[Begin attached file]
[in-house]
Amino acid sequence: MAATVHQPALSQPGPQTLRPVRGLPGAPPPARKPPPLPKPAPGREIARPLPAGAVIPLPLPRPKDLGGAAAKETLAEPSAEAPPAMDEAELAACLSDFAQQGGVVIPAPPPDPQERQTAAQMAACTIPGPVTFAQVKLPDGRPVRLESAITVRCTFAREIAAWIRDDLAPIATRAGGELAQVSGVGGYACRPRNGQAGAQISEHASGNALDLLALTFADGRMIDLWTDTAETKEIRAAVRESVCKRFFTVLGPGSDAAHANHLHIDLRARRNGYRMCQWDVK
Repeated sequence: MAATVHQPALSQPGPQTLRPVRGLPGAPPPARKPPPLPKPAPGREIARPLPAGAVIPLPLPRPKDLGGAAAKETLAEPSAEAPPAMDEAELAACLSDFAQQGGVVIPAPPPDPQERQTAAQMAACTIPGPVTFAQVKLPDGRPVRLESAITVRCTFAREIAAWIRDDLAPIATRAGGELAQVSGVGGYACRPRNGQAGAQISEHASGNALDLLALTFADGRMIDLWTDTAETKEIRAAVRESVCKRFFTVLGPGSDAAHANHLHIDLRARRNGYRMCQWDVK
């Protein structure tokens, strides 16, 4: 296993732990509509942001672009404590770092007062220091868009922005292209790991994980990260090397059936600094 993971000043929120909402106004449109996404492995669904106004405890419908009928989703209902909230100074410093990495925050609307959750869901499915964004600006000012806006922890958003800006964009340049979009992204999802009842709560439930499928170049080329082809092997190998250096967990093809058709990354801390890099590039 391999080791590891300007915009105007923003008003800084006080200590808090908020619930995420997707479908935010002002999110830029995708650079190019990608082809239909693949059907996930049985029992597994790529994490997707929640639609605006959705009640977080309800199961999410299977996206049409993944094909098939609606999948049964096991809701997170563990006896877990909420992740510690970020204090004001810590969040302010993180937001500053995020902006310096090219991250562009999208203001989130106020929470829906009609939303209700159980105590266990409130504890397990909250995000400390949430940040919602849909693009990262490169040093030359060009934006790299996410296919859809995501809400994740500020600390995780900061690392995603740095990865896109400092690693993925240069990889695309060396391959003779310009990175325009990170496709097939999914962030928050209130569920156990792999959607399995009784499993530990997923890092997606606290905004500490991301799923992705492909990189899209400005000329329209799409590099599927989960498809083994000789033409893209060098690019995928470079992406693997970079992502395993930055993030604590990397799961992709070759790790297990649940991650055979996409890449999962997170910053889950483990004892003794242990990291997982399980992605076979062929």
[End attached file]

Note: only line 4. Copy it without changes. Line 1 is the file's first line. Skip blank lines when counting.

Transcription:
């Protein structure tokens, strides 16, 4: 296993732990509509942001672009404590770092007062220091868009922005292209790991994980990260090397059936600094 993971000043929120909402106004449109996404492995669904106004405890419908009928989703209902909230100074410093990495925050609307959750869901499915964004600006000012806006922890958003800006964009340049979009992204999802009842709560439930499928170049080329082809092997190998250096967990093809058709990354801390890099590039 391999080791590891300007915009105007923003008003800084006080200590808090908020619930995420997707479908935010002002999110830029995708650079190019990608082809239909693949059907996930049985029992597994790529994490997707929640639609605006959705009640977080309800199961999410299977996206049409993944094909098939609606999948049964096991809701997170563990006896877990909420992740510690970020204090004001810590969040302010993180937001500053995020902006310096090219991250562009999208203001989130106020929470829906009609939303209700159980105590266990409130504890397990909250995000400390949430940040919602849909693009990262490169040093030359060009934006790299996410296919859809995501809400994740500020600390995780900061690392995603740095990865896109400092690693993925240069990889695309060396391959003779310009990175325009990170496709097939999914962030928050209130569920156990792999959607399995009784499993530990997923890092997606606290905004500490991301799923992705492909990189899209400005000329329209799409590099599927989960498809083994000789033409893209060098690019995928470079992406693997970079992502395993930055993030604590990397799961992709070759790790297990649940991650055979996409890449999962997170910053889950483990004892003794242990990291997982399980992605076979062929």